This year, we have seen some radical changes in the use of standardized tests (SATs and ACT) among some USA colleges and universities. These schools have decided to go test-optional for the 2020-21 admission cycle, and likely the next couple of admission cycles. More radically, some have discontinued the use of these tests as admission requirements altogether. Prominent among such schools are some of the ivy league universities such as Columbia, Cornell, Dartmouth, Brown, and Yale, including top schools such as Amherst, Barnard, Wellesley, CALTECH, MIT, Carnegie Mellon University and many others. (see a full list of such schools and the duration of this new policy Universities (Test-optional).pdf)
The important question here is how this “new policy” affects international applicants, especially African applicants. The fact is some schools in the USA have been using Test optional policy for years now, and most of them indicate that most international applicants do submit Standardized test scores. Admission committees in some of such schools admit that they do help them in evaluating the academic credentials of such applicants. Moreover, the standardized test scores are a great determinant of the academic rigor of foreign high school programs. In other words, the SAT & ACT help admission committees to easily ascertain the credibility of submitted academic records.
For students who attend schools that use the American system of education or even the IGCSE/A-levels, some universities will still benefit from your standardized test scores in making a decision. The reason is that although some schools made standardized tests optional, almost 80% of all such applicants do submit the standardized tests. This same thought was intimated by Todd Rinehart, the vice chancellor for enrollment at the University of Denver, when he announced, during the spring of 2020, that the University was going test-optional. He did admit, though, that international students who submitted test scores had very impressive scores.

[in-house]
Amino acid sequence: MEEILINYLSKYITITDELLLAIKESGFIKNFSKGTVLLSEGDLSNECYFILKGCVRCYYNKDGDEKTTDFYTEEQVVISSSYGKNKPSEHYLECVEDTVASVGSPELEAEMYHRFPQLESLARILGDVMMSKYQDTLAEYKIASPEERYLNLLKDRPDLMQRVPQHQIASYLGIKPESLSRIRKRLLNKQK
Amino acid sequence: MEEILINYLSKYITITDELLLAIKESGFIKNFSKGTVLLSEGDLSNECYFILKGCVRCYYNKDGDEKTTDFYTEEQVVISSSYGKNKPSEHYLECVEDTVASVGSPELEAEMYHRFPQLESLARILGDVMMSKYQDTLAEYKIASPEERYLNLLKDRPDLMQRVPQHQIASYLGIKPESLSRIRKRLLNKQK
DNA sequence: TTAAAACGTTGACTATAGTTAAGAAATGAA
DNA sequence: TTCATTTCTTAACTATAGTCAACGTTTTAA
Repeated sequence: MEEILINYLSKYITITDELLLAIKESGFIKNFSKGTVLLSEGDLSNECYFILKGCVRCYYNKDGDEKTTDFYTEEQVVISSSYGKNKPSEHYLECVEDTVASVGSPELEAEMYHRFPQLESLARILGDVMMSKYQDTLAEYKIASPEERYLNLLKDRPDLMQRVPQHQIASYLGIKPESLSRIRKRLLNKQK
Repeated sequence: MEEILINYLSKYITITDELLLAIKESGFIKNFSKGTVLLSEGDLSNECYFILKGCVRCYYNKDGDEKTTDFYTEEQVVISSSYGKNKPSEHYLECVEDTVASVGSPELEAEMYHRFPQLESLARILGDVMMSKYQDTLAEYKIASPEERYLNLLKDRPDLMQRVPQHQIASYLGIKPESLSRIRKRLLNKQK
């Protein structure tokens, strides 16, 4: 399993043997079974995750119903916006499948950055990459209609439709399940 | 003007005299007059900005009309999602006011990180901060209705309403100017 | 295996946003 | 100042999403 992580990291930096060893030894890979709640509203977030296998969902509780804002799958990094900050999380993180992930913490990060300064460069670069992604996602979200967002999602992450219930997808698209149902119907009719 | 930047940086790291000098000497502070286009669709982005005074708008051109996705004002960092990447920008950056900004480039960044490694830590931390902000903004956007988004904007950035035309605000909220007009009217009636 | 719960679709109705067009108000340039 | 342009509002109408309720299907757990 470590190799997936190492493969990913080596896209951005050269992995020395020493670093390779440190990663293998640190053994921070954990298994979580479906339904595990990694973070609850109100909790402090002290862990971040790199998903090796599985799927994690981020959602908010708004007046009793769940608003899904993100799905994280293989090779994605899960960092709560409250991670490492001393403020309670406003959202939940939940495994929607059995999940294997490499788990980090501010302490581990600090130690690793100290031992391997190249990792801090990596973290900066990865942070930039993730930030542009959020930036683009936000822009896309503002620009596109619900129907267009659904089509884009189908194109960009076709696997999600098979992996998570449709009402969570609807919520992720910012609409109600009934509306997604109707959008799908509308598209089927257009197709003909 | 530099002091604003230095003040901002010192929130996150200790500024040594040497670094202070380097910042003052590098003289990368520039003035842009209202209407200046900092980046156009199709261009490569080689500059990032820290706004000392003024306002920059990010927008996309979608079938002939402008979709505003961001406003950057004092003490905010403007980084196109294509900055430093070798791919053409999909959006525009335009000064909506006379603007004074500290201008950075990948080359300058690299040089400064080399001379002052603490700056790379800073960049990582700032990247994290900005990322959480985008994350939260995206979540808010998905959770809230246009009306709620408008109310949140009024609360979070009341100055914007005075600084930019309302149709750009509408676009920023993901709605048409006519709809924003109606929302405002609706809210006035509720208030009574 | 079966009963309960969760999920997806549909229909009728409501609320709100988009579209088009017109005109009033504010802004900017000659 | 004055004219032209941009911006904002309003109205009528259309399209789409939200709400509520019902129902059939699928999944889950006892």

Another important reason to submit a standardized test score is to help you get some financial aid. In most universities in the USA,some merit based scholarships have, as part of their requirement, an applicant’s SAT or ACT score. Such scholarship packages could range between $5000 to even $25,000.
ANS: Sit for the SAT or ACT test.
ANS: Do not send your score to your school if it’s not impressive.
ANS: That decision might put you at a disadvantage since, historically, most international students still submit standardized tests to even test-optional schools because it gives them an advantage. Also, test scores are an easy way to evaluate your academic credibility and help you get some financial assistance from the schools.
Ans: August 29th, September 26th, October 3rd, and December 5th, 2020
ANS: Any experienced teacher or tutoring agency will be of great help, especially if you are struggling to study on your own. I will recommend signing up for tutoring with AFEX Test Prep https://www.afextestprep.com/online-class-enrollment-form/